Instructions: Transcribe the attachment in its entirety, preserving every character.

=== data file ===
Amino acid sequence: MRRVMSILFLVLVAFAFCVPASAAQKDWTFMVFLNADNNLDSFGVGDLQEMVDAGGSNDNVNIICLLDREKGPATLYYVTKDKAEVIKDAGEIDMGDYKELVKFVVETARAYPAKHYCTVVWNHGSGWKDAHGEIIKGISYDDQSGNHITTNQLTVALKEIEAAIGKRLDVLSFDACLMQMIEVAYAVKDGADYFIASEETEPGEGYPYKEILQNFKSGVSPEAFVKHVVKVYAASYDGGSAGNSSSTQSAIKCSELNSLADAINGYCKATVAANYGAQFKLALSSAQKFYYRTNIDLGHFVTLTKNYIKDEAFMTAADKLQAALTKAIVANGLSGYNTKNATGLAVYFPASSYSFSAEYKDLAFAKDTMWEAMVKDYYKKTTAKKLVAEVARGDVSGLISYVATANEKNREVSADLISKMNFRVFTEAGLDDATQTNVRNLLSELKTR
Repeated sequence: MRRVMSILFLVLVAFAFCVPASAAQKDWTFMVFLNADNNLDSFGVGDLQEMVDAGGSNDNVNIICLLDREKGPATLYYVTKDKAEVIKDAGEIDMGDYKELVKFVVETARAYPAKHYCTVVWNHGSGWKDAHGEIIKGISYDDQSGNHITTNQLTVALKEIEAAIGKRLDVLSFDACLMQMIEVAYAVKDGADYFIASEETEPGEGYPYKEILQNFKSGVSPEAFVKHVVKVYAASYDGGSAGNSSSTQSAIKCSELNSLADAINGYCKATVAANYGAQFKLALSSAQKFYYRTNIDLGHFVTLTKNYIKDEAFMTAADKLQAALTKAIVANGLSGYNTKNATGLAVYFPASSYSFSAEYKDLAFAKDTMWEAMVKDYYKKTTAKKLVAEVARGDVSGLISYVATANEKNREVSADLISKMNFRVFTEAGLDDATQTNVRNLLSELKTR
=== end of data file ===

Amino acid sequence: MRRVMSILFLVLVAFAFCVPASAAQKDWTFMVFLNADNNLDSFGVGDLQEMVDAGGSNDNVNIICLLDREKGPATLYYVTKDKAEVIKDAGEIDMGDYKELVKFVVETARAYPAKHYCTVVWNHGSGWKDAHGEIIKGISYDDQSGNHITTNQLTVALKEIEAAIGKRLDVLSFDACLMQMIEVAYAVKDGADYFIASEETEPGEGYPYKEILQNFKSGVSPEAFVKHVVKVYAASYDGGSAGNSSSTQSAIKCSELNSLADAINGYCKATVAANYGAQFKLALSSAQKFYYRTNIDLGHFVTLTKNYIKDEAFMTAADKLQAALTKAIVANGLSGYNTKNATGLAVYFPASSYSFSAEYKDLAFAKDTMWEAMVKDYYKKTTAKKLVAEVARGDVSGLISYVATANEKNREVSADLISKMNFRVFTEAGLDDATQTNVRNLLSELKTR
Repeated sequence: MRRVMSILFLVLVAFAFCVPASAAQKDWTFMVFLNADNNLDSFGVGDLQEMVDAGGSNDNVNIICLLDREKGPATLYYVTKDKAEVIKDAGEIDMGDYKELVKFVVETARAYPAKHYCTVVWNHGSGWKDAHGEIIKGISYDDQSGNHITTNQLTVALKEIEAAIGKRLDVLSFDACLMQMIEVAYAVKDGADYFIASEETEPGEGYPYKEILQNFKSGVSPEAFVKHVVKVYAASYDGGSAGNSSSTQSAIKCSELNSLADAINGYCKATVAANYGAQFKLALSSAQKFYYRTNIDLGHFVTLTKNYIKDEAFMTAADKLQAALTKAIVANGLSGYNTKNATGLAVYFPASSYSFSAEYKDLAFAKDTMWEAMVKDYYKKTTAKKLVAEVARGDVSGLISYVATANEKNREVSADLISKMNFRVFTEAGLDDATQTNVRNLLSELKTR